Provoke: Between Protest and Performance (Steidl)

This is the detailed overview of the Provoke movement, which unfolded from the protest colored turbulences in Japan, during the late 1960s. Its focus is not just on the famous proto-zine which included disturbing images of photographers like Takuma Nakahiri and Daido Moriyama, together with writers like Takahiki Okada. It’s also about the about the whole social context that carried it all. For anyone who is into Japanese photography and photobook making, this would be the real adventure.

Discordia by Moises Saman and Daria Birang (self-published)

Discordia by Moises Saman is one strange take on photo journalism, a piece which can be placed somewhere between art and reportage. It includes some long sequences of images that go well with the linear narrative of this genre, containing some interesting passages of prose as well. Initiated in the Middle East, this work emerged from the 4 years shooting for Magnum during the Arab spring. The other face of this artwork is the usage of photo-collages made by the co-author Daria Birang, the Dutch-Iranian artist. This mix displays the repetitiveness of street protests, including actions like running away, stone throwing and kicking tear gas canisters, which are isolated. This is the book that explains these modern turbulent times very well.

ZZYZX by Gregory Halpern (MACK)

Gregory Halpern was working on ZZYZX project for 6 years. The part of it was traveling to various locations in California, which he randomly picked, using Google Maps. This project, named after a village in the area of the Mojave desert in San Bernardino County, California, aims to study the sense of unreality that visitors can often find in Los Angeles. Chris Killip, the veteran documentary photographer, shared his thoughts with public, saying that Halpern had significantly fractured “the sanctified cliched reverence” of traditional landscape photography in the United States.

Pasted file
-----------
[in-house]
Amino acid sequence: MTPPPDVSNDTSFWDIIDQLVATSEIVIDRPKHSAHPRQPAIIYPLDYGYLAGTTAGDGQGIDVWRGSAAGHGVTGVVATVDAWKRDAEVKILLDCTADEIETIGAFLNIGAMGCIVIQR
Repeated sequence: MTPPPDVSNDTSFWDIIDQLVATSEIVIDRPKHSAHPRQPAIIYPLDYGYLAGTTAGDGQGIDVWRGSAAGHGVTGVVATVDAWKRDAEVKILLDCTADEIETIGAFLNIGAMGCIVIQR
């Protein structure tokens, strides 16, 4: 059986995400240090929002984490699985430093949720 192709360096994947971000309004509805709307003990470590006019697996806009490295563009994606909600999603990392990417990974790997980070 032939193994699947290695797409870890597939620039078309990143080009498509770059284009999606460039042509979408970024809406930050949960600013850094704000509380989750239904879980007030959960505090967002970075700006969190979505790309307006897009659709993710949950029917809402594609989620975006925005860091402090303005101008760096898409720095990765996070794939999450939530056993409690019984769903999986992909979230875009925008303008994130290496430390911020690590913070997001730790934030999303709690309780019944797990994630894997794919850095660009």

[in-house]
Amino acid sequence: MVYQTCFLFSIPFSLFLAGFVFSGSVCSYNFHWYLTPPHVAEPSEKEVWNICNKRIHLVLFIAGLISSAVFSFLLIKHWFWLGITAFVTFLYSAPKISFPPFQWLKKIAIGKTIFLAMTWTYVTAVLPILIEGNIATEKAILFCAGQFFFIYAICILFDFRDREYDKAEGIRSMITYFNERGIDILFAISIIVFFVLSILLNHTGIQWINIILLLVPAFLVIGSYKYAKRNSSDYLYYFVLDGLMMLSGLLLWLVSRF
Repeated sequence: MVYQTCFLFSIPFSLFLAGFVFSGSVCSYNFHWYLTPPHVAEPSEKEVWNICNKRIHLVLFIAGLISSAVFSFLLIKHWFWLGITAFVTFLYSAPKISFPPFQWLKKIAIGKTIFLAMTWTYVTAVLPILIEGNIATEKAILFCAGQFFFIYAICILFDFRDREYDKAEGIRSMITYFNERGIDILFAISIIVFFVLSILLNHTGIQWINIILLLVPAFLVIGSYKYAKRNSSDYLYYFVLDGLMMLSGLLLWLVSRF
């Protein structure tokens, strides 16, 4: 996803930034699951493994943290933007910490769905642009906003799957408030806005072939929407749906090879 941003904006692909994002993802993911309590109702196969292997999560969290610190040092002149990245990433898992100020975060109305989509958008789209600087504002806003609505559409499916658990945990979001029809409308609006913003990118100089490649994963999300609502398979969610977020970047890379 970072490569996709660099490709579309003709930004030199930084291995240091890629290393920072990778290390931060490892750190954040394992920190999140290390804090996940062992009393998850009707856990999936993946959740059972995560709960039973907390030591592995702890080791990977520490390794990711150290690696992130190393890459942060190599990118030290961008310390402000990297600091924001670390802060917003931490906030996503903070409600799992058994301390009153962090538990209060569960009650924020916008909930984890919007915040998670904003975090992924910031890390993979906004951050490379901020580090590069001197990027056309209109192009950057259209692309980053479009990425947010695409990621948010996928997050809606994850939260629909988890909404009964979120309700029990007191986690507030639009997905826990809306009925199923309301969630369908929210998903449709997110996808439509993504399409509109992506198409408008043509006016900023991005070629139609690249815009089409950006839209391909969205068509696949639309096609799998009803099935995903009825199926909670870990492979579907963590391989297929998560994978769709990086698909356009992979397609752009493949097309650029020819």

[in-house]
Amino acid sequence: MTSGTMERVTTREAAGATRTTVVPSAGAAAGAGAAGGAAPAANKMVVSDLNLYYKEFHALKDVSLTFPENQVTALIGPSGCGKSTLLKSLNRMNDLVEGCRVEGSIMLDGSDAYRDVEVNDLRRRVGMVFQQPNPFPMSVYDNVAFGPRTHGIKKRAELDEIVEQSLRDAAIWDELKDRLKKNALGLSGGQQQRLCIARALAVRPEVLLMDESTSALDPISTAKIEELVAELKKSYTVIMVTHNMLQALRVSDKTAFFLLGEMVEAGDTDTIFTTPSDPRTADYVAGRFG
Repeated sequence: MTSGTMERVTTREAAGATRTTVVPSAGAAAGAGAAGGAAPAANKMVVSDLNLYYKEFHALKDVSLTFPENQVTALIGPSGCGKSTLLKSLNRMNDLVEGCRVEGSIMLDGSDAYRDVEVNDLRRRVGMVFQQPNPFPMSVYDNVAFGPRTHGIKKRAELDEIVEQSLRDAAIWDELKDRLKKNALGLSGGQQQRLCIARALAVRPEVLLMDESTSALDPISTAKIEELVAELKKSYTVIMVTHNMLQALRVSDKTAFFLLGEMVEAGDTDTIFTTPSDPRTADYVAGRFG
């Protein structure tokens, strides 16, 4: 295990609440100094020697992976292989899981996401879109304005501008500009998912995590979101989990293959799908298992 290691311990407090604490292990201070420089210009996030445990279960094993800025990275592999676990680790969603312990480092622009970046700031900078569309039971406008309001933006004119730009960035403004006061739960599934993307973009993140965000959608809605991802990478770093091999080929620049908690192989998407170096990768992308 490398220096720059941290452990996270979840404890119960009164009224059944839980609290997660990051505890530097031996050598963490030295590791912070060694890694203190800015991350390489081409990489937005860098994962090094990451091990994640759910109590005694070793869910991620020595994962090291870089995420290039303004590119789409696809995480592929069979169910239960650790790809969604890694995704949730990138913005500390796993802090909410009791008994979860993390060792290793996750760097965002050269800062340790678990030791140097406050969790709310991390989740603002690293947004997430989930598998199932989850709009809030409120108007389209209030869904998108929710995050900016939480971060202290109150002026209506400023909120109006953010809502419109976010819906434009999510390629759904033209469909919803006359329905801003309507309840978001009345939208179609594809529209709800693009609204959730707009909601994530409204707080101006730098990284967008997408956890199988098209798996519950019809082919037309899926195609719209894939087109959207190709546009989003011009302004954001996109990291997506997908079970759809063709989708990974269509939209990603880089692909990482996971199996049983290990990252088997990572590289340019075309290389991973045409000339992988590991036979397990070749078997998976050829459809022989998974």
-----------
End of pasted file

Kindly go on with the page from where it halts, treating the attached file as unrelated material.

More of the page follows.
Astres Noirs by Katrin Koennig and Sarker Protick (Chose Commune)

This is a strange visual discourse between two photographers who live and work thousands of kilometers apart but, managing to make one entity together. Sarker Protick is from Bangladesh, while Katrin Koennig lives in Australia, originally from Germany. The common tools of their work is using the mobile phone to explore the sky and the earth, watching stars, light rays, shadows, water falling and small details on the road. The style of these images is grainy and dark, but also luminous at the same time. This is the right thing for those who love collaboration and close observation.

In the Beginning by Diane Arbus (Metropolitan Museum of Art)

This is the catalog of the exhibition at the Met in New York. It is like a chronicle of early years of Diane Arbus, as a wandering street photographer. It displays very well her ability to spot the eccentric and the grotesque. With circus performers from Coney Island and Times Square, she also shows the sadness of the city in these images of passing children and adults.

With the year coming to is end, now is a good time to review the best photography books release this year. It wasn’t an easy task to recommend to best ones; there are really so many good books out there. Here are out top 5 books picks for 2016...